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Nonresidential building eyes pickup: Citi

Keywords: Tags  Association of Steel Distributors, Brian Yu, Citigroup, nonresidential construction, residential construction, construction, steel, merchant bar beams


PALM DESERT, Calif. — Nonresidential construction, one of the largest steel markets yet to show a significant recovery from the recession, could start to pick up later this year, according to one Citigroup Inc. analyst.

The overall construction market is "climbing out of the abyss," Brian H. Yu, director of U.S. metals and mining equities research at the New York-based company’s Citigroup Global Markets Inc. unit, told members of the Association of Steel Distributors (ASD) this past weekend.

Residential construction, which tends to lead nonresidential building activity by a year or two, has been the primary driver of the construction market’s recovery, Yu said. However, bidding on private and public projects is on the upswing and architectural billing activity is also on the rise, he added.

While it’s unlikely that a pickup in nonresidential construction would occur during the first half of 2013, Yu thinks that a rise in the second half is possible. Such an outcome would particularly affect long products such as beams and structural shapes, as well as reinforcing and merchant bars, he noted.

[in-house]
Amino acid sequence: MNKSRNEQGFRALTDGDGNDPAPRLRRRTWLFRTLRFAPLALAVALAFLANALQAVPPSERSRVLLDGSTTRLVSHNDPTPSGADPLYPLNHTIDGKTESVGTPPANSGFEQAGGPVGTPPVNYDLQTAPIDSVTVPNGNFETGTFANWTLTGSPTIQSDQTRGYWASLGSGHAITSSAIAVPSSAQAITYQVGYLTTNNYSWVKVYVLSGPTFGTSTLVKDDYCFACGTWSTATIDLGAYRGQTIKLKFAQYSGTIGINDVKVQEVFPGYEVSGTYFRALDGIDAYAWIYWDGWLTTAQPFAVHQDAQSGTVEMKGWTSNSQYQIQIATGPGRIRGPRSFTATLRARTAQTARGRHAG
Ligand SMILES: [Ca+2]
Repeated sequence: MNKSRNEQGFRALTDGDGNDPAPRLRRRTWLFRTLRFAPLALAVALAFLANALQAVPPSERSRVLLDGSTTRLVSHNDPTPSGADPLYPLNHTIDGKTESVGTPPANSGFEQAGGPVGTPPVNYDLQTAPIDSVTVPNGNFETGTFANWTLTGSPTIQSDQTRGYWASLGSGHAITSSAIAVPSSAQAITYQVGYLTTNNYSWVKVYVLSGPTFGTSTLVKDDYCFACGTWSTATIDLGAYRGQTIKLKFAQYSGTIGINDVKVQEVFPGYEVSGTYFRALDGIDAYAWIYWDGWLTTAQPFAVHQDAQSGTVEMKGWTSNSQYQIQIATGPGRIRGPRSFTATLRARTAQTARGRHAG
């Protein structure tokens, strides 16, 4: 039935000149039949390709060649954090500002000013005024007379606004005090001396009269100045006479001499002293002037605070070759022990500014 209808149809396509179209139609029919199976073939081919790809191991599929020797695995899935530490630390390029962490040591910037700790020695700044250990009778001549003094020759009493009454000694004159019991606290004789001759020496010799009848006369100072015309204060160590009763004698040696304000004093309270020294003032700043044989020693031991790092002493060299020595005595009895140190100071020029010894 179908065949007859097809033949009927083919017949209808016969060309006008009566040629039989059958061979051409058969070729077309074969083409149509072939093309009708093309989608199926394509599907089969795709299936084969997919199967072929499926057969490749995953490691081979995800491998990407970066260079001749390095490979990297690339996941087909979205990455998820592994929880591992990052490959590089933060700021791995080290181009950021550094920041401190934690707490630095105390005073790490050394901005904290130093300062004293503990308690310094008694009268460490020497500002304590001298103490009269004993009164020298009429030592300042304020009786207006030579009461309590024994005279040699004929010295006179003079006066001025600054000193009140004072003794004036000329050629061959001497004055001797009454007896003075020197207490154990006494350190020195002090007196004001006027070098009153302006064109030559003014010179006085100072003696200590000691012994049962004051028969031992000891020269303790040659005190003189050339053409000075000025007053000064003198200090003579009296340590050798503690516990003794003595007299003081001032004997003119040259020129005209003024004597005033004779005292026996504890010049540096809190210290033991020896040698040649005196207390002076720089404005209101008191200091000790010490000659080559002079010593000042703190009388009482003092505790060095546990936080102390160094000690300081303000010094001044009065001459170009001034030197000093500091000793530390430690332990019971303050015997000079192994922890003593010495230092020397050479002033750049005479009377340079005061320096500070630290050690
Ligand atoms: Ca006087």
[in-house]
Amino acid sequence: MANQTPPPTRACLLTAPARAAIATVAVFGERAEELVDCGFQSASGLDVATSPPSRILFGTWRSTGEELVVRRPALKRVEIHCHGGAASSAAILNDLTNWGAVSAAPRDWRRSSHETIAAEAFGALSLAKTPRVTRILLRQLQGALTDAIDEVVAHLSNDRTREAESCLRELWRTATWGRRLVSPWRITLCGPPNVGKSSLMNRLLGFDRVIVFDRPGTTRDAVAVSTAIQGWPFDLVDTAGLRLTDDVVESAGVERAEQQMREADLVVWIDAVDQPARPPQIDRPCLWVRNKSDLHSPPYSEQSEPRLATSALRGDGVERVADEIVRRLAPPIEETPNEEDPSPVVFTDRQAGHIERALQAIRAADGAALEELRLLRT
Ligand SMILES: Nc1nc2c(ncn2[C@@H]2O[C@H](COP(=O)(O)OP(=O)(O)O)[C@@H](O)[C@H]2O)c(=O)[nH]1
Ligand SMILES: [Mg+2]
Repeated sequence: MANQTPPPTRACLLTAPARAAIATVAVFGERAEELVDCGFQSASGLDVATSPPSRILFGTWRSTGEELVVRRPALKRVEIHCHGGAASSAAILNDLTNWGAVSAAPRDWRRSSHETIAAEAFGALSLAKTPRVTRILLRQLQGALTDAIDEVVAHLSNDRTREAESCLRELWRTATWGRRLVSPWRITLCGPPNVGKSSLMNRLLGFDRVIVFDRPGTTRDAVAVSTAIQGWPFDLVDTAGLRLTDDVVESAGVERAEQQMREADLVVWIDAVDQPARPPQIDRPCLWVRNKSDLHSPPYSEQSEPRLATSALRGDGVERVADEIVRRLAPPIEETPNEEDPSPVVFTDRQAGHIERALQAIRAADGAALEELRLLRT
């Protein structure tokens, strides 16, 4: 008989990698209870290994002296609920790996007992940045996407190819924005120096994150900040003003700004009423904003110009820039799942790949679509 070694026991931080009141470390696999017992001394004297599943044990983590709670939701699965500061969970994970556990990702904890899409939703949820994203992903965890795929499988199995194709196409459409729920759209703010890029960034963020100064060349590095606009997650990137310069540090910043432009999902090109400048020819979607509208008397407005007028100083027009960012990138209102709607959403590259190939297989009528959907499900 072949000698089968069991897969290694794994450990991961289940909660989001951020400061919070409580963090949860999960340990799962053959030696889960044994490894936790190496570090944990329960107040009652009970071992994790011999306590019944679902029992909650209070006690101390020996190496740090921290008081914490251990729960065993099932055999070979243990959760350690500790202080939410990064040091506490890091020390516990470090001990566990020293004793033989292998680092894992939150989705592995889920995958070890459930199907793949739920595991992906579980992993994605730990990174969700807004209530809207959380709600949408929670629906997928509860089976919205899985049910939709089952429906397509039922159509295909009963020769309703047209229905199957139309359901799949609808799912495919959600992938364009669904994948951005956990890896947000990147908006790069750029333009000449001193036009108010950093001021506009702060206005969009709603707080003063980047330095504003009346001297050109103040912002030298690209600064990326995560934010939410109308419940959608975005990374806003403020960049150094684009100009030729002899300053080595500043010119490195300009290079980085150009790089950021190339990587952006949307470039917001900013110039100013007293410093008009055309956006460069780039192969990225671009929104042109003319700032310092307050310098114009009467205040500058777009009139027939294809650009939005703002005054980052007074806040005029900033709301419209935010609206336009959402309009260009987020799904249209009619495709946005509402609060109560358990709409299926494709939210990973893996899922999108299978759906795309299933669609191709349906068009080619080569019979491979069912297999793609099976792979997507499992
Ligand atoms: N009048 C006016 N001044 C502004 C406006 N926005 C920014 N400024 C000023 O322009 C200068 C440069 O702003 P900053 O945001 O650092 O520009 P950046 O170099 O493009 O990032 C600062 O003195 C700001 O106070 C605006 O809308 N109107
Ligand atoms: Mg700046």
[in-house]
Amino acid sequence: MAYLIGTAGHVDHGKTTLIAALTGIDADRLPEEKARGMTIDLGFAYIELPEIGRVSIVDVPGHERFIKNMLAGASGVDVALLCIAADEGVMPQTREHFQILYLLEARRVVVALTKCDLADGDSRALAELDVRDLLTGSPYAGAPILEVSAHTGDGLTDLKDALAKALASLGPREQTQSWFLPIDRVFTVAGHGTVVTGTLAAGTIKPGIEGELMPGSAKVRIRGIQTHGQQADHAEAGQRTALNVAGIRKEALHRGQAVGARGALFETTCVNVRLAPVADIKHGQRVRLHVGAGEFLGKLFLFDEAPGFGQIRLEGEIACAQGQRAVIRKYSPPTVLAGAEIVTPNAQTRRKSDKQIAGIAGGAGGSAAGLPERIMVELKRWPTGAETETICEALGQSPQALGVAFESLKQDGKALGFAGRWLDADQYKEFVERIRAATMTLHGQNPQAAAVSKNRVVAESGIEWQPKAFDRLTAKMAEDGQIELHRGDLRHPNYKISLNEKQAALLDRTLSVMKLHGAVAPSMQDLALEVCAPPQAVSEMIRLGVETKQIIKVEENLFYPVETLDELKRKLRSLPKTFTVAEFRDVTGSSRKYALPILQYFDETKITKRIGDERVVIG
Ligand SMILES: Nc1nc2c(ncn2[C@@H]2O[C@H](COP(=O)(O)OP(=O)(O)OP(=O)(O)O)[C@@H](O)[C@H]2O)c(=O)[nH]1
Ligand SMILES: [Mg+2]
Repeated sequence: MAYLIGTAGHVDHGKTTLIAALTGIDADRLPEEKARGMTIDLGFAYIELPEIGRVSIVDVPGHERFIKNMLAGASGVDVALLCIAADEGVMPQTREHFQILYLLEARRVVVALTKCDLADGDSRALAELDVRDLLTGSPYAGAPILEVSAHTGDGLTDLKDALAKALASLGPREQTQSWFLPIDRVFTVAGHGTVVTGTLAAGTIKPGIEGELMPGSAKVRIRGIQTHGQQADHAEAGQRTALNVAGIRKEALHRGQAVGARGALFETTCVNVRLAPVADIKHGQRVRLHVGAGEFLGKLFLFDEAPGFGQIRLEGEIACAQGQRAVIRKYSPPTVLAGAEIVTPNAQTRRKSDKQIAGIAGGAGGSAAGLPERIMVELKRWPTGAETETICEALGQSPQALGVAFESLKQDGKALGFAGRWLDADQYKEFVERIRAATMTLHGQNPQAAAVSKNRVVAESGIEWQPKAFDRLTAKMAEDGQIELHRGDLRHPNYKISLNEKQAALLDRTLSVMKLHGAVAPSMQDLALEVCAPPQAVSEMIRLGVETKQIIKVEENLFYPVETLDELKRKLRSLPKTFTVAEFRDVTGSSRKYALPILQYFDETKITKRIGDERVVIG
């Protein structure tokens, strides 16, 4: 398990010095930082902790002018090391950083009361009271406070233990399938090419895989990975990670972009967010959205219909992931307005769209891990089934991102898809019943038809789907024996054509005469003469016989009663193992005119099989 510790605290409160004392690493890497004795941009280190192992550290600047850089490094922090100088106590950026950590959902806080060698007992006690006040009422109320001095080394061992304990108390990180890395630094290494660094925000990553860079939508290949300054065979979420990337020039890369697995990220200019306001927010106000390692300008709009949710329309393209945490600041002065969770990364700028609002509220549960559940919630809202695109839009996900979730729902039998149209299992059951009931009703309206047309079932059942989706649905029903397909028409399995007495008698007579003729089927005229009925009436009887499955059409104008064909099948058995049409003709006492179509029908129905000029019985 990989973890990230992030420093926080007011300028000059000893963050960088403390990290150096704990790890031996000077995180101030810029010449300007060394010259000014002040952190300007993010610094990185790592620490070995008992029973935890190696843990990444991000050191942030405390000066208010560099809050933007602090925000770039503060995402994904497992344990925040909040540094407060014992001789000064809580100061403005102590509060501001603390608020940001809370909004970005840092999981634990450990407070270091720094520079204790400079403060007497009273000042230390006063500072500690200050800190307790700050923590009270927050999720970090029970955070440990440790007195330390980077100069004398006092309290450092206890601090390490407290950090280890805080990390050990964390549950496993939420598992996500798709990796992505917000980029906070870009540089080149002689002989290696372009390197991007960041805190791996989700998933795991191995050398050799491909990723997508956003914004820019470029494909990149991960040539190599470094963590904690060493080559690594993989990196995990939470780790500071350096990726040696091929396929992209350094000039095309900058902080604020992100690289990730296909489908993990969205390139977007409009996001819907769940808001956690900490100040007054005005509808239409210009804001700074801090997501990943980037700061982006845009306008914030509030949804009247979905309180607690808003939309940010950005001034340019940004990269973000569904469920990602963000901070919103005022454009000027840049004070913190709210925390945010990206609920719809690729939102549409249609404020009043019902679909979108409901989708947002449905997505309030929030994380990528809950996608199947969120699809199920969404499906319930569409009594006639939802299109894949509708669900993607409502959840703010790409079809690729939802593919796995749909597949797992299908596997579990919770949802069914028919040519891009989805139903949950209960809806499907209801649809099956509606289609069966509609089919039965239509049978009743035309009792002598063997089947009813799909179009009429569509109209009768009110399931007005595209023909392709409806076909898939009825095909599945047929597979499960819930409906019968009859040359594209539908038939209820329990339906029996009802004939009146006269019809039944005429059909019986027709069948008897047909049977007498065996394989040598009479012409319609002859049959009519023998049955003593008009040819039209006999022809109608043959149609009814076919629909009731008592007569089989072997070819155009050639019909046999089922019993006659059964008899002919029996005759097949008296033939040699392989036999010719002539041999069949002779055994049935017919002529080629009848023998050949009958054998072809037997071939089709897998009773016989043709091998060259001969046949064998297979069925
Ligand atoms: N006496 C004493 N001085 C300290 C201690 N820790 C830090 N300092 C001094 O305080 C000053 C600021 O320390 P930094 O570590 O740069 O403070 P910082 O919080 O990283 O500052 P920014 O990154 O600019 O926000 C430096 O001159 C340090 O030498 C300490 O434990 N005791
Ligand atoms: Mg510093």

Steel market sources have pointed out this year that rebar is involved in residential and nonresidential construction, while the merchant bar market also has a strong manufacturing component. But demand for larger structural sections such as wide-flange beams, which largely depends on nonresidential building activity, has continued to trail demand for both rebar and merchant bar.

As China’s rate of steel growth slows, a newly evident "seasonality" in the country’s raw materials demand could have an impact on the iron ore market, Yu also noted. While global iron ore supply normally rises over the course of a year, this wasn’t much of a problem in 1997 through 2007 since Chinese steel production typically grew faster in the second half than during the first half—at "high single-digit and low double-digit" rates, Yu said.

However, China’s second-half growth has trailed the first half in recent years and could have played a role in declining second-half ore prices, he said.

"This seasonality is coming into play," Yu said, noting that since Chinese steel output was relatively high in the first two months of 2013 production could be flat or even down for the rest of the year.

Citigroup’s commodity analysts in Asia also believe that the iron ore spot price could bottom out at less than $80 per tonne this year vs. a low of $90 per tonne last year, he said.


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